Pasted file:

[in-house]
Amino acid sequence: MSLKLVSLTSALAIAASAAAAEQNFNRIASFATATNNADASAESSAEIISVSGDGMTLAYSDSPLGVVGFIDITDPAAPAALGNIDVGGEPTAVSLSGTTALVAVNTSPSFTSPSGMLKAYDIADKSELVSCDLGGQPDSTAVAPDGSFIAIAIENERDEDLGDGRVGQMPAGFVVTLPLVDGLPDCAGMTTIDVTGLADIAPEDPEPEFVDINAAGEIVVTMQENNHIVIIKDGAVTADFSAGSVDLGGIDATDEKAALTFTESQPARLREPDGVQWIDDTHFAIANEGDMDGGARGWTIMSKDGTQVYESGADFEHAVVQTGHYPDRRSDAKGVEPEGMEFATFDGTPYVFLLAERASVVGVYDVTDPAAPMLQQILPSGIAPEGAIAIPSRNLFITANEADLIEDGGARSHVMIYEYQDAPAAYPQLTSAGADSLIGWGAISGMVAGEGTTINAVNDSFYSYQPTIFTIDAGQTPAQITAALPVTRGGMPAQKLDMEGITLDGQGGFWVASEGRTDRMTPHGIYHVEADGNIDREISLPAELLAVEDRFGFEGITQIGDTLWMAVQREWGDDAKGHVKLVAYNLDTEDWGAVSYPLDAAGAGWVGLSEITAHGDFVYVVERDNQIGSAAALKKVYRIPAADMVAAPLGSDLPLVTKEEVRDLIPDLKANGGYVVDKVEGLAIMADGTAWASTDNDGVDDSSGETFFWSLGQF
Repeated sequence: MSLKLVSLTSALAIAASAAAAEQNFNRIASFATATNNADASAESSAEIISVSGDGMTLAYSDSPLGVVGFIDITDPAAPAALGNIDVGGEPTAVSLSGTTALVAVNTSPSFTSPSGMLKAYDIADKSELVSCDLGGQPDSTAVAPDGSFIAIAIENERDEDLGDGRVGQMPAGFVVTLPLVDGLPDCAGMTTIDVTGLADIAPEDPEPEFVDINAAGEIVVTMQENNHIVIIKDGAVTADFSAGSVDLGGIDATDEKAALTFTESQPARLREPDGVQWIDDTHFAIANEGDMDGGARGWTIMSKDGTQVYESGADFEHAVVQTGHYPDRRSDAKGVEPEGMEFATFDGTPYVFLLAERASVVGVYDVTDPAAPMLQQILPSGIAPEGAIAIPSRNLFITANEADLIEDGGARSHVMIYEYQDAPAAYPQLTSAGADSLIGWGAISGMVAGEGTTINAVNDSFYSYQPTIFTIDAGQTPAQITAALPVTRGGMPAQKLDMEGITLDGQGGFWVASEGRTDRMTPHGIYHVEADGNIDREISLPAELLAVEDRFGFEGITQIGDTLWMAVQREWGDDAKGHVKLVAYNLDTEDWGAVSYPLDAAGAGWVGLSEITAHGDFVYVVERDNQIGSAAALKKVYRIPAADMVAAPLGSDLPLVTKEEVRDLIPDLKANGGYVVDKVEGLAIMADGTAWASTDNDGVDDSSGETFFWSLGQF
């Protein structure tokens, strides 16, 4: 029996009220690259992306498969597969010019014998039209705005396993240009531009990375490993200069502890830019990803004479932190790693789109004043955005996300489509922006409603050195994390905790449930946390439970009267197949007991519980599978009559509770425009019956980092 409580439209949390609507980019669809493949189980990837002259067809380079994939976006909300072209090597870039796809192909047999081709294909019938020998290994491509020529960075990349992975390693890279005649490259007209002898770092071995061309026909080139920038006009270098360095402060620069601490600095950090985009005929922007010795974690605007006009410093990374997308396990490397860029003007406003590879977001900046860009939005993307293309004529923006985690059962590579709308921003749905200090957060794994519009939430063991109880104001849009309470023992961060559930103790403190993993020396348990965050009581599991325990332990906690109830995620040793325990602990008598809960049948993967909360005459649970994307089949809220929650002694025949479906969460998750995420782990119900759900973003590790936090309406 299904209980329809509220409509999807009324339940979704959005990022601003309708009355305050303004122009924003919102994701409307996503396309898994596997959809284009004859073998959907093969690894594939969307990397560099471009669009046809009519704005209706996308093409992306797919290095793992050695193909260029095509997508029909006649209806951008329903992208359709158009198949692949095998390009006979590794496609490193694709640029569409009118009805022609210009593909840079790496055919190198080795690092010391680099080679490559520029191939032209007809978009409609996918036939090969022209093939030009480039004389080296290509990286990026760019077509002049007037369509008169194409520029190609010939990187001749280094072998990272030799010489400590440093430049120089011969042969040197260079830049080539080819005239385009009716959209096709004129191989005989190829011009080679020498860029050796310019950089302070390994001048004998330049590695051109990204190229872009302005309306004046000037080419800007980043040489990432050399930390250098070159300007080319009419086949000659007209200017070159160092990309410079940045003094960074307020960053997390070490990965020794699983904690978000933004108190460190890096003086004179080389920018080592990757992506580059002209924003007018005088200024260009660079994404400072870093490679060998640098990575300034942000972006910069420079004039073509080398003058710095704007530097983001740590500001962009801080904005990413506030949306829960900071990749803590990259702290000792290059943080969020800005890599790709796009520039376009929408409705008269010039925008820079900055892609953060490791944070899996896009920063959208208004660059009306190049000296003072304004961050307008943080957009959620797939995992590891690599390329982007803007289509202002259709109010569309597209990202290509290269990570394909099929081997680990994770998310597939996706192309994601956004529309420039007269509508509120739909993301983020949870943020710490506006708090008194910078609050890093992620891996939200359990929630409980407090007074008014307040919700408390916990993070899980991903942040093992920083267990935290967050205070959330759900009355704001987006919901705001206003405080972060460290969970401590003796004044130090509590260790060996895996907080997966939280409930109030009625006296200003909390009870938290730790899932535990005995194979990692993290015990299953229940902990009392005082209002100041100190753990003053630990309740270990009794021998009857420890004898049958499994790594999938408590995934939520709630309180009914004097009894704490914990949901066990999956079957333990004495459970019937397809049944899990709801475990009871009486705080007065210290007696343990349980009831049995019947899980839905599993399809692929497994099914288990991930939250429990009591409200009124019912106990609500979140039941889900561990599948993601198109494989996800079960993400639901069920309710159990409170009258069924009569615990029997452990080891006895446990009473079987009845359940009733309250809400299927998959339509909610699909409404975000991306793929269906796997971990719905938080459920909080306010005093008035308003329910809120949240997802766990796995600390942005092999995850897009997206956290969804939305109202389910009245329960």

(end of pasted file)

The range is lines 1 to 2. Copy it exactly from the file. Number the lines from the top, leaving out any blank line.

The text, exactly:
[in-house]
Amino acid sequence: MSLKLVSLTSALAIAASAAAAEQNFNRIASFATATNNADASAESSAEIISVSGDGMTLAYSDSPLGVVGFIDITDPAAPAALGNIDVGGEPTAVSLSGTTALVAVNTSPSFTSPSGMLKAYDIADKSELVSCDLGGQPDSTAVAPDGSFIAIAIENERDEDLGDGRVGQMPAGFVVTLPLVDGLPDCAGMTTIDVTGLADIAPEDPEPEFVDINAAGEIVVTMQENNHIVIIKDGAVTADFSAGSVDLGGIDATDEKAALTFTESQPARLREPDGVQWIDDTHFAIANEGDMDGGARGWTIMSKDGTQVYESGADFEHAVVQTGHYPDRRSDAKGVEPEGMEFATFDGTPYVFLLAERASVVGVYDVTDPAAPMLQQILPSGIAPEGAIAIPSRNLFITANEADLIEDGGARSHVMIYEYQDAPAAYPQLTSAGADSLIGWGAISGMVAGEGTTINAVNDSFYSYQPTIFTIDAGQTPAQITAALPVTRGGMPAQKLDMEGITLDGQGGFWVASEGRTDRMTPHGIYHVEADGNIDREISLPAELLAVEDRFGFEGITQIGDTLWMAVQREWGDDAKGHVKLVAYNLDTEDWGAVSYPLDAAGAGWVGLSEITAHGDFVYVVERDNQIGSAAALKKVYRIPAADMVAAPLGSDLPLVTKEEVRDLIPDLKANGGYVVDKVEGLAIMADGTAWASTDNDGVDDSSGETFFWSLGQF